As a language arts teacher, the finer points of reading instruction were not something I was aware of.  The idea of providing a scaffolding to support understanding or encouraging a second reading to ensure comprehension was a logical answer I was unable to provide. I made a lot of assumptions about my students’ reading abilities. And perhaps my lack of experience and fear of losing control of the class contributed to killing all the fun whilst reading.  I was teaching the way I had been taught and conferring with individual kids was nowhere on my radar.

When considering reading instruction, I Read It, But I Don’t Get It started to open my eyes to the gulf that exists between the training language arts teachers receive and that of reading teachers. Having taught both subjects and attended various trainings, I can attest to how differently these closely knit subject promote literacy.

For example, one time I attended a training geared to reading teachers where I was the only language arts teacher present.  I sat down with a group and when I introduced myself as a LA teacher, the rest of the table, all reading teachers, promptly started to ignore me.  It was as if I had draped an invisibility cloak around my shoulders.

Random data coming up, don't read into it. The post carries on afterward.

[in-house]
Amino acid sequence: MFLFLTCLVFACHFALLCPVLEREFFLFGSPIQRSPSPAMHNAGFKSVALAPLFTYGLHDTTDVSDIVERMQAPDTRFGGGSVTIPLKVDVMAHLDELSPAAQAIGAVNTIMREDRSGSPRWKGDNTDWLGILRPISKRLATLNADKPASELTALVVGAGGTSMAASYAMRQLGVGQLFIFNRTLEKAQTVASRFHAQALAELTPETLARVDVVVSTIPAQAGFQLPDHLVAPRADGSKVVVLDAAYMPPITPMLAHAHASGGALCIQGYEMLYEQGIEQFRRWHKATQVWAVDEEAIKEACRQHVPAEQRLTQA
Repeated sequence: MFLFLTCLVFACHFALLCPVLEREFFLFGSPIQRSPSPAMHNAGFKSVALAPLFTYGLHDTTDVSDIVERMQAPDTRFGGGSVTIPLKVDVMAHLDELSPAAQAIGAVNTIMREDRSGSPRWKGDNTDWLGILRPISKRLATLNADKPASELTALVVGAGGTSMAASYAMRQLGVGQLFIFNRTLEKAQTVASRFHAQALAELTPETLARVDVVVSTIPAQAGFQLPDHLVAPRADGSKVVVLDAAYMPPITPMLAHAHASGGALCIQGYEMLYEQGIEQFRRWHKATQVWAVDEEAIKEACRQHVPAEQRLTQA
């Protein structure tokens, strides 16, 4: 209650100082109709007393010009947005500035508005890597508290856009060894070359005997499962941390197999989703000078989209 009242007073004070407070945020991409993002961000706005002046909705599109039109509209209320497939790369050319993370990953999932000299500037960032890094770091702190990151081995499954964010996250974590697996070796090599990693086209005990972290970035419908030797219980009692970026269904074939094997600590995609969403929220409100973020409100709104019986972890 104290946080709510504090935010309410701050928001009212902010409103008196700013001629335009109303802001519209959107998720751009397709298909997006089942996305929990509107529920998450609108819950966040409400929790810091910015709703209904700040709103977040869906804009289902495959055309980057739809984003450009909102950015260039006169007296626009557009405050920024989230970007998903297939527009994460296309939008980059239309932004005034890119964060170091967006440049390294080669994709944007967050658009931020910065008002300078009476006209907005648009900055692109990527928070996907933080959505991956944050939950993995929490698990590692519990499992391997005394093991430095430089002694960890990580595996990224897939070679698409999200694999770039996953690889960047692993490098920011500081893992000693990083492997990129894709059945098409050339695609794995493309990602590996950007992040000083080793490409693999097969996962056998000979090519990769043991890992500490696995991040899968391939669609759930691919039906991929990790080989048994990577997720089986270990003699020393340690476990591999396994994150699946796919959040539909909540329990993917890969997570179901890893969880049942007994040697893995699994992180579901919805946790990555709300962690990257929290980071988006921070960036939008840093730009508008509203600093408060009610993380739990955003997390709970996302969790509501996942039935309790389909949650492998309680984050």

To be fair, I don’t think the teachers at that training years ago meant to be unwelcoming or rude.  I just think they recognized that LA teachers don’t teach reading as it should be taught.

And without training, they don’t.

Language Arts teachers are trained to analyze texts for deeper meaning, use of vocabulary and syntax, and develop thesis statements about the texts to defend opinions.

Reading teachers are trained to facilitate student understanding of a text, diagnose reading issues, and prescribe fixes for reading difficulties.

Imagine if these powers were combined…

Bridging the gap between language arts and reading instruction is a step in the right direction to create students who are lifelong readers.

My language arts background has given me tons of short stories to utilize, extensive experience in literary analysis, and a strong background author’s craft.  As I morphed into a reading teacher, those skills combined with a new understanding of right fit books, language acquisition, and independent practice.